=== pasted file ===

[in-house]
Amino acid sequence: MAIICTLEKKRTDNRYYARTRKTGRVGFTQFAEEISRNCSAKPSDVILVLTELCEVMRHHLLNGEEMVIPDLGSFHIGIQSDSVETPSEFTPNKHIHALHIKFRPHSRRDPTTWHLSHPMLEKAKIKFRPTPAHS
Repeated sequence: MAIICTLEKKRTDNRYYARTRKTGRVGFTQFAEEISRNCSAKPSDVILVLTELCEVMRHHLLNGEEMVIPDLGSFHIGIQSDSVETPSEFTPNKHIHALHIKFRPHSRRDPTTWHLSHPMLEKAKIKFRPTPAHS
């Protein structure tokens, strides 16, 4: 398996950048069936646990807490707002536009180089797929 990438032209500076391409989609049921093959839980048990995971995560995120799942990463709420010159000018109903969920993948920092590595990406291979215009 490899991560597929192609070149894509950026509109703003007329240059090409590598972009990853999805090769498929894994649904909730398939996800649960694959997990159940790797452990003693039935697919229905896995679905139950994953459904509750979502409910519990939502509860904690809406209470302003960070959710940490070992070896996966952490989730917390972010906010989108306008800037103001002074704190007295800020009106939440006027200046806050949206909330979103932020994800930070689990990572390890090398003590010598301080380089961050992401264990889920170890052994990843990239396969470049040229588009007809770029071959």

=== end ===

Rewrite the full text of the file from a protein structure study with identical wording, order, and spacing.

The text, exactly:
[in-house]
Amino acid sequence: MAIICTLEKKRTDNRYYARTRKTGRVGFTQFAEEISRNCSAKPSDVILVLTELCEVMRHHLLNGEEMVIPDLGSFHIGIQSDSVETPSEFTPNKHIHALHIKFRPHSRRDPTTWHLSHPMLEKAKIKFRPTPAHS
Repeated sequence: MAIICTLEKKRTDNRYYARTRKTGRVGFTQFAEEISRNCSAKPSDVILVLTELCEVMRHHLLNGEEMVIPDLGSFHIGIQSDSVETPSEFTPNKHIHALHIKFRPHSRRDPTTWHLSHPMLEKAKIKFRPTPAHS
């Protein structure tokens, strides 16, 4: 398996950048069936646990807490707002536009180089797929 990438032209500076391409989609049921093959839980048990995971995560995120799942990463709420010159000018109903969920993948920092590595990406291979215009 490899991560597929192609070149894509950026509109703003007329240059090409590598972009990853999805090769498929894994649904909730398939996800649960694959997990159940790797452990003693039935697919229905896995679905139950994953459904509750979502409910519990939502509860904690809406209470302003960070959710940490070992070896996966952490989730917390972010906010989108306008800037103001002074704190007295800020009106939440006027200046806050949206909330979103932020994800930070689990990572390890090398003590010598301080380089961050992401264990889920170890052994990843990239396969470049040229588009007809770029071959």